Life Through Your Own Lenses

By Thursday, November 8, 2018 0 No tags Permalink

In my last post, Different Lenses, I wrote about my experience with cancer, from diagnosis to chemotherapy. I also briefly described my attitude that life is made up of all of our experiences, good and bad. In this post I will discuss brain injury, cancer, or any other issue in your life as not simply something to ‘put it in the past’ or not think about, but as a an integral part of your life story and to be understood as such.

I have previously brought up the statement, “Don’t let brain injury/cancer/whatever define you.” The thesis of this article is not not let brain injury/cancer/whatever define you. I know that’s a cumbersome sentence, but in an odd way it’s actually clear. It’s not that I think it’s a good idea to let brain injury (etc.) define you. It’s acknowledgement of the event, the profound influence it has had on your life, and a willingness to take in the whole of your life and to learn and grow from it. There are parts, big and small, of life that aren’t perfect, happy, or what you may think of as “good”, but it has helped me a lot to recognize that these things happened, and more than that, to know and accept that they are part of my life. Not ‘were part of my life’, ‘are part of my life’. I don’t ‘like’ my brain injury or cancer, but nor do I think they were ‘bad’ things that happened. I certainly don’t dismiss them or their importance, but my life is fuller by understanding and accepting that they are part of it.

Granted, it took a long time for me to get to this point of view, and emotions are rampant after a traumatic event, so this wasn’t some epiphany that came to me right after my coma. It has been many years in the making. In fact, it was likely my stubbornness after my brain injury that allowed me the opportunity to walk again, return to my master’s program, and to be more mentally and physically active. I remember when I was first admitted to inpatient rehabilitation in October 2003 I couldn’t walk, I had trouble with my left side, double vision, slurred speech. Nevertheless, I thought I’d be running by May. That didn’t happen. Hasn’t happened. However, at that point in my recovery I wasn’t looking for a mantra or guiding lesson. I was 23 and wanted to get back to life. I write about accepting and taking in our entire life, but that’s hypocritical. Right after my brain injury I didn’t want to accept anything, and I didn’t want people to look at me and see someone who needed help.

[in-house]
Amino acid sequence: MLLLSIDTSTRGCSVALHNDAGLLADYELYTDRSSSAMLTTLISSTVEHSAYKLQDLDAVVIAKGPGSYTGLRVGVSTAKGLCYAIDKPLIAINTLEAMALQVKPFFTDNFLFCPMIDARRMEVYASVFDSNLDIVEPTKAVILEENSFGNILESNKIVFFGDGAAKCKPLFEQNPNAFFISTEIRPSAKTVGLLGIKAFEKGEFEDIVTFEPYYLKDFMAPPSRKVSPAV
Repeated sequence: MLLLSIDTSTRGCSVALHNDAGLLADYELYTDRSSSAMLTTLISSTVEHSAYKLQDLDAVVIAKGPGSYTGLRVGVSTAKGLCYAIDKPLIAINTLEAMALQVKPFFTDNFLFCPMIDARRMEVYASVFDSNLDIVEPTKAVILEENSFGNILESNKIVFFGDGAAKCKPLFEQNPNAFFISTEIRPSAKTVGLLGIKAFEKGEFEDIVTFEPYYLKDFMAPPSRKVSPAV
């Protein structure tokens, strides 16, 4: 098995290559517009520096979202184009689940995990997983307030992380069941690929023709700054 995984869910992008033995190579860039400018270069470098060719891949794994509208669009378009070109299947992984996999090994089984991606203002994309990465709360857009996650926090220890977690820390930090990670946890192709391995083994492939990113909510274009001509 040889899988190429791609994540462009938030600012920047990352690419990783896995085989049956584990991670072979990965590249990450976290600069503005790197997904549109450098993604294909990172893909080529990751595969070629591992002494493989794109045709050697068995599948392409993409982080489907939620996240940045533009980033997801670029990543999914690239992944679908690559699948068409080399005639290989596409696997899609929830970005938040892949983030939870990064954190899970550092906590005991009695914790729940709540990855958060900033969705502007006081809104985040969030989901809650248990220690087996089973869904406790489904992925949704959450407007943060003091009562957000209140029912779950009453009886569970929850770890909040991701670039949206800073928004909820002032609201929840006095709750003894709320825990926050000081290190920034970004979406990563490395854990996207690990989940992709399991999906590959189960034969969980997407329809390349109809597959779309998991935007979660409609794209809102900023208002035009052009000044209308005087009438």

Fortunately, my cancer diagnosis wasn’t until 14 years later and by then I had time to do a lot of thinking. I was able to see how my father dealt with his cancer and, although my diagnosis wasn’t until two years after his death, I learned a lot about accepting help and knowing when it’s better to do something yourself, even if it’s tough. By my cancer diagnosis I was ready for what it meant – well, as ready as I could be not knowing how much chemo sucks.

I started yoga in 2016, had to take a long time off after my surgeries and chemo, but in the past few months, since my soon-to-be-ending chemo ‘holiday’ I’ve gotten back at it. My strength is down, my balance and double vision pose the same problems they always have, but I still find it to be very rewarding and challenging. In May or early June of 2017, I was gaining strength, balance, and flexibility. I was feeling more confident in many of the poses – although moving too quickly, especially my head, meant I got dizzy – and I was attempting more and more balance postures without a support (a wall or something to hold on to). Then cancer, surgery, and chemotherapy.

Now I need a support again. My strength is down. My swimming is slower too. That, however, is part of my life. It doesn’t mean I feel bad about it. I don’t beat myself up over it. I’m starting to feel my strength slowly returning, and with it, some more balance. Swimming is going better as well.

I’ll be going back on chemo. Maybe before the end of 2018, maybe in January. Either way, this holiday from chemotherapy won’t last forever, and once I’m back on I’ll be tired, I’ll get dizzy easier, and I won’t be able to go to as many yoga classes or swim as often.

That’s not ‘bad’, it’s just part of my life. It is something that’s going to happen. Or something else will happen. Either way…

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